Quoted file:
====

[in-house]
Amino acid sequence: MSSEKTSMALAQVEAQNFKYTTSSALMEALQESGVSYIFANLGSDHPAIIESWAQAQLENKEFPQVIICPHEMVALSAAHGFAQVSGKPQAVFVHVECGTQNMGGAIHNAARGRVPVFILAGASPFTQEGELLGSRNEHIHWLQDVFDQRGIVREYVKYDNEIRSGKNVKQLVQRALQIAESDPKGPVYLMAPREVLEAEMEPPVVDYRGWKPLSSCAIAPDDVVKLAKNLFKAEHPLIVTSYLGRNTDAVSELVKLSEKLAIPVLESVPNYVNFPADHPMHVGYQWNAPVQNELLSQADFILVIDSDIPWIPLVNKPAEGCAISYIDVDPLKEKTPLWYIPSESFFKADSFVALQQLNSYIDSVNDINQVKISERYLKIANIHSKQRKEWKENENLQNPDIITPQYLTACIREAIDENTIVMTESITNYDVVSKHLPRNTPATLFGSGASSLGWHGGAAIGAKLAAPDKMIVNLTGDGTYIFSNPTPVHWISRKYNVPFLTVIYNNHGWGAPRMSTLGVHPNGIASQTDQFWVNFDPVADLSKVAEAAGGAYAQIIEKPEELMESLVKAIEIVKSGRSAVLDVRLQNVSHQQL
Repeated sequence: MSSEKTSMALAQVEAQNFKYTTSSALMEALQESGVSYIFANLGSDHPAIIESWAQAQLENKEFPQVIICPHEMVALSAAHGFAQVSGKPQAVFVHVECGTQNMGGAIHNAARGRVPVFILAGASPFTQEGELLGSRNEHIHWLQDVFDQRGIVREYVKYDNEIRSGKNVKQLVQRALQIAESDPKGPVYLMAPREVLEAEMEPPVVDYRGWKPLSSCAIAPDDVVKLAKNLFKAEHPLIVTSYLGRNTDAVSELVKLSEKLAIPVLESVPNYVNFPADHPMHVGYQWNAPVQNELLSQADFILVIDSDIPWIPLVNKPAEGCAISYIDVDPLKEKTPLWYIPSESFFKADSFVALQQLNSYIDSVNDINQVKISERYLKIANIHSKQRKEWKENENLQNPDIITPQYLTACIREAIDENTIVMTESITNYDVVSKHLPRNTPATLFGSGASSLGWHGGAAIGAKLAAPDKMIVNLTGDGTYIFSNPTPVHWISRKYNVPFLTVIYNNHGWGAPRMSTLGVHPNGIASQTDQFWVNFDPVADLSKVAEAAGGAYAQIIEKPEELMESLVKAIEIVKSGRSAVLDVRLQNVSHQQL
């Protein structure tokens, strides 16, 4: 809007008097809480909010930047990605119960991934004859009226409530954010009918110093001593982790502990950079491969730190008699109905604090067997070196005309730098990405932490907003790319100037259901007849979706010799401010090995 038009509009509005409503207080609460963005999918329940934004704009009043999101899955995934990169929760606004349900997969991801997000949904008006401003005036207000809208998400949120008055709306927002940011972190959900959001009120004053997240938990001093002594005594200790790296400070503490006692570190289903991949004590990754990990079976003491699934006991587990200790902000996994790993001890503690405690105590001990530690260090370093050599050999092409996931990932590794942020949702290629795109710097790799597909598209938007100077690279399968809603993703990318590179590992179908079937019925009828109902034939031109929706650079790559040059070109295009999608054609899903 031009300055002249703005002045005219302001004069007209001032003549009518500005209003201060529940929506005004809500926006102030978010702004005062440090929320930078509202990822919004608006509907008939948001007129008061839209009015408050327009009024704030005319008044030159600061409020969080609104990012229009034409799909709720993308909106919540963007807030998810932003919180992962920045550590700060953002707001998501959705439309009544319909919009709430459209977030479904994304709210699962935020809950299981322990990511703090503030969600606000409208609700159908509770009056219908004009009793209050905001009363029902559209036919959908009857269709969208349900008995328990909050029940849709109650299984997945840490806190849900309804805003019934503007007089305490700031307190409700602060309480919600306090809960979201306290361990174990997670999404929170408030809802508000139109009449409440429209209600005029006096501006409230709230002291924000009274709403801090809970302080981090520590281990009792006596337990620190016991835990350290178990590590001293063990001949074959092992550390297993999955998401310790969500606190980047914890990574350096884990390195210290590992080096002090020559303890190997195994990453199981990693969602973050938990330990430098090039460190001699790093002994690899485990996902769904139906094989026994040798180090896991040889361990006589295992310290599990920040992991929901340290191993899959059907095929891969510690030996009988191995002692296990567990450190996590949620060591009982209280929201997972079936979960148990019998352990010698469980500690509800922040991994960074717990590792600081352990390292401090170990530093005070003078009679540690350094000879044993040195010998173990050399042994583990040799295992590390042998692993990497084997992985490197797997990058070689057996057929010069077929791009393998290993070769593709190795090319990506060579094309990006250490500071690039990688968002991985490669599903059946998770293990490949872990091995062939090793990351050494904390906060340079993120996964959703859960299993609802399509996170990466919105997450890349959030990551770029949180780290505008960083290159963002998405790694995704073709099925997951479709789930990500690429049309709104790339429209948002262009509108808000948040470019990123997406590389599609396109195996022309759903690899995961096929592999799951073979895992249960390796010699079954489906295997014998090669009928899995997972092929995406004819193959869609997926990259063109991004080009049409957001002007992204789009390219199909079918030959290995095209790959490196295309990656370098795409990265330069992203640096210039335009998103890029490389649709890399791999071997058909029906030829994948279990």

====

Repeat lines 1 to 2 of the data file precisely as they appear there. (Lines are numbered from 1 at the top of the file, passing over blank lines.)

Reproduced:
[in-house]
Amino acid sequence: MSSEKTSMALAQVEAQNFKYTTSSALMEALQESGVSYIFANLGSDHPAIIESWAQAQLENKEFPQVIICPHEMVALSAAHGFAQVSGKPQAVFVHVECGTQNMGGAIHNAARGRVPVFILAGASPFTQEGELLGSRNEHIHWLQDVFDQRGIVREYVKYDNEIRSGKNVKQLVQRALQIAESDPKGPVYLMAPREVLEAEMEPPVVDYRGWKPLSSCAIAPDDVVKLAKNLFKAEHPLIVTSYLGRNTDAVSELVKLSEKLAIPVLESVPNYVNFPADHPMHVGYQWNAPVQNELLSQADFILVIDSDIPWIPLVNKPAEGCAISYIDVDPLKEKTPLWYIPSESFFKADSFVALQQLNSYIDSVNDINQVKISERYLKIANIHSKQRKEWKENENLQNPDIITPQYLTACIREAIDENTIVMTESITNYDVVSKHLPRNTPATLFGSGASSLGWHGGAAIGAKLAAPDKMIVNLTGDGTYIFSNPTPVHWISRKYNVPFLTVIYNNHGWGAPRMSTLGVHPNGIASQTDQFWVNFDPVADLSKVAEAAGGAYAQIIEKPEELMESLVKAIEIVKSGRSAVLDVRLQNVSHQQL